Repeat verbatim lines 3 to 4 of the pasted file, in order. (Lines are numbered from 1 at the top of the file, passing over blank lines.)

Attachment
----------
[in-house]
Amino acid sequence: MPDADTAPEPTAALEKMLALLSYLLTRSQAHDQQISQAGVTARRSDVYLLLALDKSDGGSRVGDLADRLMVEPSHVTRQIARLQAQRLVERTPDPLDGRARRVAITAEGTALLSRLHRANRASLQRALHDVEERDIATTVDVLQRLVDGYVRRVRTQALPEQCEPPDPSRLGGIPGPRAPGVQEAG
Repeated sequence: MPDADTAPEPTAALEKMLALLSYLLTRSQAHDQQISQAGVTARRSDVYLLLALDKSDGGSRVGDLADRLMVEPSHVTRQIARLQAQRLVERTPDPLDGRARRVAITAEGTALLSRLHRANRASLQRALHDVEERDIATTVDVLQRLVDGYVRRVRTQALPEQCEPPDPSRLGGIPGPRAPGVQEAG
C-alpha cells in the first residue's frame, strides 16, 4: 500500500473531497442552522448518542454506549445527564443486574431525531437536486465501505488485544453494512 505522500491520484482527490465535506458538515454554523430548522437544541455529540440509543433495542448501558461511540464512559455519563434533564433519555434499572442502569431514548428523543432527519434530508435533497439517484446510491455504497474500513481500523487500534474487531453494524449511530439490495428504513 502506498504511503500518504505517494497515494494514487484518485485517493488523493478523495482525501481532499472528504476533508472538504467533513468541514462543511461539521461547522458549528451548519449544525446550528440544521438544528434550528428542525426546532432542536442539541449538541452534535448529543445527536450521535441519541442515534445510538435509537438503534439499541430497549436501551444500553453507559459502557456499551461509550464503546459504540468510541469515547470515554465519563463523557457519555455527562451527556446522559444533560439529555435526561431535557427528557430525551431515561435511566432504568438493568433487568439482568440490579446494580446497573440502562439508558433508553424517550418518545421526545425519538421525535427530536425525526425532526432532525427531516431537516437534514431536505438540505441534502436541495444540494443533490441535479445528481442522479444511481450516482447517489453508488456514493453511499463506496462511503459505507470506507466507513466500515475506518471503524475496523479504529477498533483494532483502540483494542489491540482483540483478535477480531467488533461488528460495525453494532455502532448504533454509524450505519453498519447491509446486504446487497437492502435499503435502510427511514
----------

Repeated sequence: MPDADTAPEPTAALEKMLALLSYLLTRSQAHDQQISQAGVTARRSDVYLLLALDKSDGGSRVGDLADRLMVEPSHVTRQIARLQAQRLVERTPDPLDGRARRVAITAEGTALLSRLHRANRASLQRALHDVEERDIATTVDVLQRLVDGYVRRVRTQALPEQCEPPDPSRLGGIPGPRAPGVQEAG
C-alpha cells in the first residue's frame, strides 16, 4: 500500500473531497442552522448518542454506549445527564443486574431525531437536486465501505488485544453494512 505522500491520484482527490465535506458538515454554523430548522437544541455529540440509543433495542448501558461511540464512559455519563434533564433519555434499572442502569431514548428523543432527519434530508435533497439517484446510491455504497474500513481500523487500534474487531453494524449511530439490495428504513 502506498504511503500518504505517494497515494494514487484518485485517493488523493478523495482525501481532499472528504476533508472538504467533513468541514462543511461539521461547522458549528451548519449544525446550528440544521438544528434550528428542525426546532432542536442539541449538541452534535448529543445527536450521535441519541442515534445510538435509537438503534439499541430497549436501551444500553453507559459502557456499551461509550464503546459504540468510541469515547470515554465519563463523557457519555455527562451527556446522559444533560439529555435526561431535557427528557430525551431515561435511566432504568438493568433487568439482568440490579446494580446497573440502562439508558433508553424517550418518545421526545425519538421525535427530536425525526425532526432532525427531516431537516437534514431536505438540505441534502436541495444540494443533490441535479445528481442522479444511481450516482447517489453508488456514493453511499463506496462511503459505507470506507466507513466500515475506518471503524475496523479504529477498533483494532483502540483494542489491540482483540483478535477480531467488533461488528460495525453494532455502532448504533454509524450505519453498519447491509446486504446487497437492502435499503435502510427511514